Environmentalists celebrated a ‘historic win for climate justice’ in France, the Muslim Council of Britain elected its first female leader and the UK crane population was reported to have soared, plus more stories of progress
In a landmark court ruling, the French state was this week convicted of failing to address the climate emergency. The case was brought against the state by four environmental organisations, including Greenpeace, which described the verdict as a “historic win for climate justice”. It encouraged campaigners elsewhere to hold their governments to account too.
The court in Paris found the French state guilty of “non-respect of its engagements” in combating climate change. France has pledged to reduce greenhouse gas emissions by 40 per cent by 2030, but campaigners claim the government is not moving fast enough to meet its targets. The court agreed.
“For governments the writing is on the wall: climate justice doesn’t care about speeches and empty promises, but about facts,” said Jean-François Julliard, executive director of Greenpeace France. “We will use this decision as a crucial first step in pushing our scientifically-grounded arguments and get the court in the coming months to order the French state to act against the climate emergency. No more blablas!”
Image: Harrison Moore
For the first time in its history, the Muslim Council of Britain is to be led by a woman. Zara Mohammed, 29, a training and development consultant from Glasgow, was elected secretary general of the organisation on Sunday.
Young and well-educated, Mohammed (pictured right) is regarded by many as an ideal symbol for modern British Muslim values. “Being elected as the first female secretary general is quite an honour and I hope it will inspire more women and young people to come forward to take on leadership roles,” she said.
The Muslim Council of Britain is the largest umbrella body of mosques, Islamic schools and Muslim associations in the UK.
Their courtship dances have inspired ballets, while some cultures worshipped them as gods. Now cranes are soaring again in the UK, some 400 years after they were wiped out by hunters.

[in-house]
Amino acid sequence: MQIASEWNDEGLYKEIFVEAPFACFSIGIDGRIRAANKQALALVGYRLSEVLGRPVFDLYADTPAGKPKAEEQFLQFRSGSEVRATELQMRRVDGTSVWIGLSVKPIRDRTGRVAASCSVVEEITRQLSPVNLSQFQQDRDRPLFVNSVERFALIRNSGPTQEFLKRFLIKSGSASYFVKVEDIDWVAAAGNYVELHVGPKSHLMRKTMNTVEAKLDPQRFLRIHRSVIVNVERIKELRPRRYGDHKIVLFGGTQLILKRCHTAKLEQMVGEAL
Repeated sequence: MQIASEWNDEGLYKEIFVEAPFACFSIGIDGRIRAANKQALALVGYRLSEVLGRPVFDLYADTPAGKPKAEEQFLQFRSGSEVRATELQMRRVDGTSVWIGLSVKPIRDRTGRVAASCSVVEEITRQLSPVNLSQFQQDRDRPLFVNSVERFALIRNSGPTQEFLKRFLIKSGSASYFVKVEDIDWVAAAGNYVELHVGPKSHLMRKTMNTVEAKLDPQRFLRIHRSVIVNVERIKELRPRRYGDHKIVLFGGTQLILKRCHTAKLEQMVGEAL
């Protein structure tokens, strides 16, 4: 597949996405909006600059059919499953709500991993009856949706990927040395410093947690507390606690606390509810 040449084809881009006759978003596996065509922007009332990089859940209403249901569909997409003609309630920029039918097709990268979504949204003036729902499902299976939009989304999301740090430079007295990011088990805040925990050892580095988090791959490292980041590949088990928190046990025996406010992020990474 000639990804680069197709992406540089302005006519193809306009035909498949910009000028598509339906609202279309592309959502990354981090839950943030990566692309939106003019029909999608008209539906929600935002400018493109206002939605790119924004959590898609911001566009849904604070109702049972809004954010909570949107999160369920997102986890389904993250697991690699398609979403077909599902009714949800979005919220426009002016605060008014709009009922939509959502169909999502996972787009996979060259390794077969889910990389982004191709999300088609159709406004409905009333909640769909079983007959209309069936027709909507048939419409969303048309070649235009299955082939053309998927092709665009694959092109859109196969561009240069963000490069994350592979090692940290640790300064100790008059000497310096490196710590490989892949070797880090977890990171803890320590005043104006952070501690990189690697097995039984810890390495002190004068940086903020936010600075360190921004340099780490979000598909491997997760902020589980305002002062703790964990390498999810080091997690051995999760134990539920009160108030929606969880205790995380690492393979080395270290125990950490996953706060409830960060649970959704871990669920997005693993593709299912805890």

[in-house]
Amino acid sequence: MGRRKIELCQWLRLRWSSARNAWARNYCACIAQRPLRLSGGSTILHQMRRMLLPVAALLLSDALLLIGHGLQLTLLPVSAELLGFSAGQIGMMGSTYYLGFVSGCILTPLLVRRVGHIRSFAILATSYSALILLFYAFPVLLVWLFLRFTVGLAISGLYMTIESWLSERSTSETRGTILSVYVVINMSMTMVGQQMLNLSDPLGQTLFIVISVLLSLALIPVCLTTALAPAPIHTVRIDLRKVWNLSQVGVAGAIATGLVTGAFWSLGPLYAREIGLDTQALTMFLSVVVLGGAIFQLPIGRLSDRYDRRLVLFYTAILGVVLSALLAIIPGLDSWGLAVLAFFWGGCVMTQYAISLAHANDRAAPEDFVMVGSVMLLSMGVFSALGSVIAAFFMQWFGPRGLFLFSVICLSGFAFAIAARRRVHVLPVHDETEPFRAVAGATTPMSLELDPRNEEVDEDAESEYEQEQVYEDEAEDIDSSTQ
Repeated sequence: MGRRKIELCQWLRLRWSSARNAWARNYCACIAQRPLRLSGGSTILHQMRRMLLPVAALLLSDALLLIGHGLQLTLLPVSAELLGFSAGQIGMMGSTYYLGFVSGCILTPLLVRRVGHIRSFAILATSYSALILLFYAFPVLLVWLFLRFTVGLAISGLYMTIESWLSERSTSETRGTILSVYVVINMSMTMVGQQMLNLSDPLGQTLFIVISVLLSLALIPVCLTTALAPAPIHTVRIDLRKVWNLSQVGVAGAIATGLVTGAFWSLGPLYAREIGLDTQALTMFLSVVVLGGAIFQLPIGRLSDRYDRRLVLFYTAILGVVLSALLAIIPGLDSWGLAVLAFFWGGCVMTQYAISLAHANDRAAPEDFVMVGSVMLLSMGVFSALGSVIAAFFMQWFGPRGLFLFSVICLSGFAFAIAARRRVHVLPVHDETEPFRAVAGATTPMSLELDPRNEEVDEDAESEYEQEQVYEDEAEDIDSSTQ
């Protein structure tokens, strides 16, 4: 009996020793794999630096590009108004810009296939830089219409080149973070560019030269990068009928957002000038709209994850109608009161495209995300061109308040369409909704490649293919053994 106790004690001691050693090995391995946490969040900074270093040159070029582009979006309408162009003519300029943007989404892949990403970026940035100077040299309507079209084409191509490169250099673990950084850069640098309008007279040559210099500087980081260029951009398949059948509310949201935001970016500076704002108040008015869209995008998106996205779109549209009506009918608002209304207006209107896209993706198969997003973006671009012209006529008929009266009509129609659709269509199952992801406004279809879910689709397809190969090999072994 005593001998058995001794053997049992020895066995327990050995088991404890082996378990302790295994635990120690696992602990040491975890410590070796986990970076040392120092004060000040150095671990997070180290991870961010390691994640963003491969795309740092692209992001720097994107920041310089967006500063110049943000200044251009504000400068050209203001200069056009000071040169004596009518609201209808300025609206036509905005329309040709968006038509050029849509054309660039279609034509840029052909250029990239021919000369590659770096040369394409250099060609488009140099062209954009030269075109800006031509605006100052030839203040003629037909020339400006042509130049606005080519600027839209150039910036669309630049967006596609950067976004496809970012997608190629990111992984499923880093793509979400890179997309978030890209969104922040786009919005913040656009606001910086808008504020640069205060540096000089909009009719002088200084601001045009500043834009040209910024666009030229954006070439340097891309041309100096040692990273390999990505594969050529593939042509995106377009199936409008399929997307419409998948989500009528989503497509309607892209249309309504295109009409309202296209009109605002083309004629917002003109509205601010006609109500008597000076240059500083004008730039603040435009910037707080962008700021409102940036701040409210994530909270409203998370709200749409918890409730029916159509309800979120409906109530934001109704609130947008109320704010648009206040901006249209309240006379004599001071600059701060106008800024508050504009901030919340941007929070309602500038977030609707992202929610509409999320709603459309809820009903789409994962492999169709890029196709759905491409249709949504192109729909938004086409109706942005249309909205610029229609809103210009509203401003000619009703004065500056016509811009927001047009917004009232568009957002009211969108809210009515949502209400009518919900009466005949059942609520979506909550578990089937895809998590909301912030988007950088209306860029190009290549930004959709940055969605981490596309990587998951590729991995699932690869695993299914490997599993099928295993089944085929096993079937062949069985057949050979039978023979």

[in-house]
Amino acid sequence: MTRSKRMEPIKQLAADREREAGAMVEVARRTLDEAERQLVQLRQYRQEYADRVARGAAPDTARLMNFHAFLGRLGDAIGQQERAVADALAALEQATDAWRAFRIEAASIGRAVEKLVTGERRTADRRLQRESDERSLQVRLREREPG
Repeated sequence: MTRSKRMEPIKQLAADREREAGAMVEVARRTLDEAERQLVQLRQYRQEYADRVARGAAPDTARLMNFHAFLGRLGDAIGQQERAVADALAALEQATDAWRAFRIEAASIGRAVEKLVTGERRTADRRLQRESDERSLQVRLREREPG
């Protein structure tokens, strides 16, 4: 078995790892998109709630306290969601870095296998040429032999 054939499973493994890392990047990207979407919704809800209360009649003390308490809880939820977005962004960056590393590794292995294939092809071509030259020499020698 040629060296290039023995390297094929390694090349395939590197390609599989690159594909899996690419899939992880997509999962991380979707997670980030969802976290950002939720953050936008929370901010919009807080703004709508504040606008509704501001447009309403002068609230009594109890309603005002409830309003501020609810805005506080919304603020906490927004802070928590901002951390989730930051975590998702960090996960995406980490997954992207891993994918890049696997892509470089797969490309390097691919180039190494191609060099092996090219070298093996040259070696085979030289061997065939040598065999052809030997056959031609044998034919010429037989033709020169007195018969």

A census published this week revealed that 23 crane chicks were born in the UK last year, pushing the national population past the 200 milestone. The birds returned to Norfolk in the 1970s under their own steam and have spread to Suffolk, Cambridgeshire and Somerset thanks to ongoing efforts to restore their wetland habitats.
“The return of cranes to the British landscape shows just how resilient nature can be when given the chance,” said Damon Bridge, chair of the UK Crane Working Group. “If we want to see this success continue then [the] sites that cranes use and need must get adequate protection.”
Image: Andreas Trepte/Creative Commons
The UK government has launched a consultation that could lead to a ban on bottom trawling at four offshore marine protected areas. Conservationists welcomed the move and said more sites should be included; the National Federation of Fishermen’s Organisations opposed it.
Bottom trawling is a type of fishing that involves dragging weighted nets along the sea floor. Ecologists say the practice is destructive and undermines conservation efforts, particularly in protected areas.
Among the sites included in the consultation is Dogger Bank in the North Sea, where Greenpeace last year dropped giant concrete boulders to deter trawlers.
Image: Nate Cheney
There was some encouraging news regarding the nation’s finances this week, as it emerged that UK households paid off a record £16bn of debt in 2020.
The figures released by the Bank of England showed the extent to which some people are using the pandemic to squirrel away money and pay off credit cards and loans.
However, while the lockdown is helping some people get out of debt, it is having a devastating impact on the culture, retail and hospitality sectors, among others, as well as driving unemployment.
Image: Michael Longmire
Friends of the Earth Netherlands and some Nigerian farmers have won a court case against Shell over oil spills in two Niger Delta villages. The Court of Appeal in The Hague ruled in favour of the plaintiffs, who brought the case in 2008.
It is believed to be the first time that a court has held a Dutch transnational corporation accountable for its duty of care abroad. The three farmers will be compensated by Shell, which claimed the spills were the result of sabotage.
“Victims of environmental pollution, land grabbing or exploitation now have a better chance to win a legal battle against the companies involved,” said Donald Pols, director of Friends of the Earth Netherlands. “People in developing countries are no longer without rights in the face of transnational corporations.”
Image: Zbynek Burival
A musician from Scotland has made an album out of ‘happy’ sounds sent to him during lockdown – and now he’s giving it away in exchange for happy messages.
Tommy Perman (pictured) contacted 50 pals, asking them to send him sounds that make them happy. As audio files arrived in his inbox, common themes emerged: birdsong; the squeaks, purrs and barks of pets; ambient sounds of nature, such as water tugging at pebbles on a beach; and quirky noises from the home, such as door squeaks and dishwasher bleeps.
Working late at night, Perman used the noises to create a 20-track album of gentle electronic music. “I was reminded of the different things sound and music can mean to us,” said Perman. Read the full story here.
Main image: Chris Karidis